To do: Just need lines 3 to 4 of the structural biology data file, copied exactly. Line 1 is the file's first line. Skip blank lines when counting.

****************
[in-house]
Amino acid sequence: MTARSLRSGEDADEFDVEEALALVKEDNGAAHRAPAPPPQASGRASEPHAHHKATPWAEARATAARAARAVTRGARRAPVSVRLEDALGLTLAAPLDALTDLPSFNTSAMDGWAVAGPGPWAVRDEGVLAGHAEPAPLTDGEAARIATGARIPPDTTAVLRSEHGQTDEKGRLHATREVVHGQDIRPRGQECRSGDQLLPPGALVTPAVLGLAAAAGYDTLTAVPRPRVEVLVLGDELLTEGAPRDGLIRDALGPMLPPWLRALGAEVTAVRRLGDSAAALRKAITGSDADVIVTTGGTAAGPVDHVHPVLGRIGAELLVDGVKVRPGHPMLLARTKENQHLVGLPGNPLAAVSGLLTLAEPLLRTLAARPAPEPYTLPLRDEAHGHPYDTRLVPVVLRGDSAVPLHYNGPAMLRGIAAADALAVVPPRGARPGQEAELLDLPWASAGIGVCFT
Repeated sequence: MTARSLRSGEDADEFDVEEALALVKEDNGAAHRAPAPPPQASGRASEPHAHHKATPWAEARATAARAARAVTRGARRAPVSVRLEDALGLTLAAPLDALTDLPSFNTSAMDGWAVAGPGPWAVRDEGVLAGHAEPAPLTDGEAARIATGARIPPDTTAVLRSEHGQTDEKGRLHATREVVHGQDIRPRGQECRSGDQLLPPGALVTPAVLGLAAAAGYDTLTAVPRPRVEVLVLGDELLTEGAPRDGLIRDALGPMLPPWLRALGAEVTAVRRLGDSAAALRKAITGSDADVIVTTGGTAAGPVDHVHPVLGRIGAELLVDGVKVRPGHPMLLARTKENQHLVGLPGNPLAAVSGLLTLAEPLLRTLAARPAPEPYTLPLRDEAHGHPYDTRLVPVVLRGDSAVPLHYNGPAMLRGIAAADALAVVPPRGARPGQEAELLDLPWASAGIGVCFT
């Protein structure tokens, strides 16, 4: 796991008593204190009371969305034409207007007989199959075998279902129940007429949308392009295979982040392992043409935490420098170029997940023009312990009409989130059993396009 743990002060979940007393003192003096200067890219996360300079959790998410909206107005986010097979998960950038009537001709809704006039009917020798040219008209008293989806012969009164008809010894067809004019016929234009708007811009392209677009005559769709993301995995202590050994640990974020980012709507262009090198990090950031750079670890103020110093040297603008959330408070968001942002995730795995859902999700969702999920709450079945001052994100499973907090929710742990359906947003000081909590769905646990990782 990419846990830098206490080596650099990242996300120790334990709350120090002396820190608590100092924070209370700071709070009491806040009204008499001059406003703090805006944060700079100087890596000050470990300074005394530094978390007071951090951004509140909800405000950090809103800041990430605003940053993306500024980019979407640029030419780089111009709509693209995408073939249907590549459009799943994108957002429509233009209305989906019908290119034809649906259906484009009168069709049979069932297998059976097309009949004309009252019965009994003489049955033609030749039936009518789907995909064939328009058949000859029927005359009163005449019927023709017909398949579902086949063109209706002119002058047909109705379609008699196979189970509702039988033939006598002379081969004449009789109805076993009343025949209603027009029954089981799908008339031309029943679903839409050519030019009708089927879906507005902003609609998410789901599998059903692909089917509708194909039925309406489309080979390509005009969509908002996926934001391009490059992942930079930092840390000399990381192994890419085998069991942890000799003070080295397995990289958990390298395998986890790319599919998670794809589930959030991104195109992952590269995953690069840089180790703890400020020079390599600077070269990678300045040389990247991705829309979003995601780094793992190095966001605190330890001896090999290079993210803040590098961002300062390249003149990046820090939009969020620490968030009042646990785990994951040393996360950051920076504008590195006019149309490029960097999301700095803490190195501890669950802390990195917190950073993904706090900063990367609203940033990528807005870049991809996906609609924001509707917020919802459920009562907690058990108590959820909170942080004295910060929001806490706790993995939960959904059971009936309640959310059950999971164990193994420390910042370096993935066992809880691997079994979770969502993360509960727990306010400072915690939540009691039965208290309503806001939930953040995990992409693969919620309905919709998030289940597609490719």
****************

Repeated sequence: MTARSLRSGEDADEFDVEEALALVKEDNGAAHRAPAPPPQASGRASEPHAHHKATPWAEARATAARAARAVTRGARRAPVSVRLEDALGLTLAAPLDALTDLPSFNTSAMDGWAVAGPGPWAVRDEGVLAGHAEPAPLTDGEAARIATGARIPPDTTAVLRSEHGQTDEKGRLHATREVVHGQDIRPRGQECRSGDQLLPPGALVTPAVLGLAAAAGYDTLTAVPRPRVEVLVLGDELLTEGAPRDGLIRDALGPMLPPWLRALGAEVTAVRRLGDSAAALRKAITGSDADVIVTTGGTAAGPVDHVHPVLGRIGAELLVDGVKVRPGHPMLLARTKENQHLVGLPGNPLAAVSGLLTLAEPLLRTLAARPAPEPYTLPLRDEAHGHPYDTRLVPVVLRGDSAVPLHYNGPAMLRGIAAADALAVVPPRGARPGQEAELLDLPWASAGIGVCFT
């Protein structure tokens, strides 16, 4: 796991008593204190009371969305034409207007007989199959075998279902129940007429949308392009295979982040392992043409935490420098170029997940023009312990009409989130059993396009 743990002060979940007393003192003096200067890219996360300079959790998410909206107005986010097979998960950038009537001709809704006039009917020798040219008209008293989806012969009164008809010894067809004019016929234009708007811009392209677009005559769709993301995995202590050994640990974020980012709507262009090198990090950031750079670890103020110093040297603008959330408070968001942002995730795995859902999700969702999920709450079945001052994100499973907090929710742990359906947003000081909590769905646990990782 990419846990830098206490080596650099990242996300120790334990709350120090002396820190608590100092924070209370700071709070009491806040009204008499001059406003703090805006944060700079100087890596000050470990300074005394530094978390007071951090951004509140909800405000950090809103800041990430605003940053993306500024980019979407640029030419780089111009709509693209995408073939249907590549459009799943994108957002429509233009209305989906019908290119034809649906259906484009009168069709049979069932297998059976097309009949004309009252019965009994003489049955033609030749039936009518789907995909064939328009058949000859029927005359009163005449019927023709017909398949579902086949063109209706002119002058047909109705379609008699196979189970509702039988033939006598002379081969004449009789109805076993009343025949209603027009029954089981799908008339031309029943679903839409050519030019009708089927879906507005902003609609998410789901599998059903692909089917509708194909039925309406489309080979390509005009969509908002996926934001391009490059992942930079930092840390000399990381192994890419085998069991942890000799003070080295397995990289958990390298395998986890790319599919998670794809589930959030991104195109992952590269995953690069840089180790703890400020020079390599600077070269990678300045040389990247991705829309979003995601780094793992190095966001605190330890001896090999290079993210803040590098961002300062390249003149990046820090939009969020620490968030009042646990785990994951040393996360950051920076504008590195006019149309490029960097999301700095803490190195501890669950802390990195917190950073993904706090900063990367609203940033990528807005870049991809996906609609924001509707917020919802459920009562907690058990108590959820909170942080004295910060929001806490706790993995939960959904059971009936309640959310059950999971164990193994420390910042370096993935066992809880691997079994979770969502993360509960727990306010400072915690939540009691039965208290309503806001939930953040995990992409693969919620309905919709998030289940597609490719």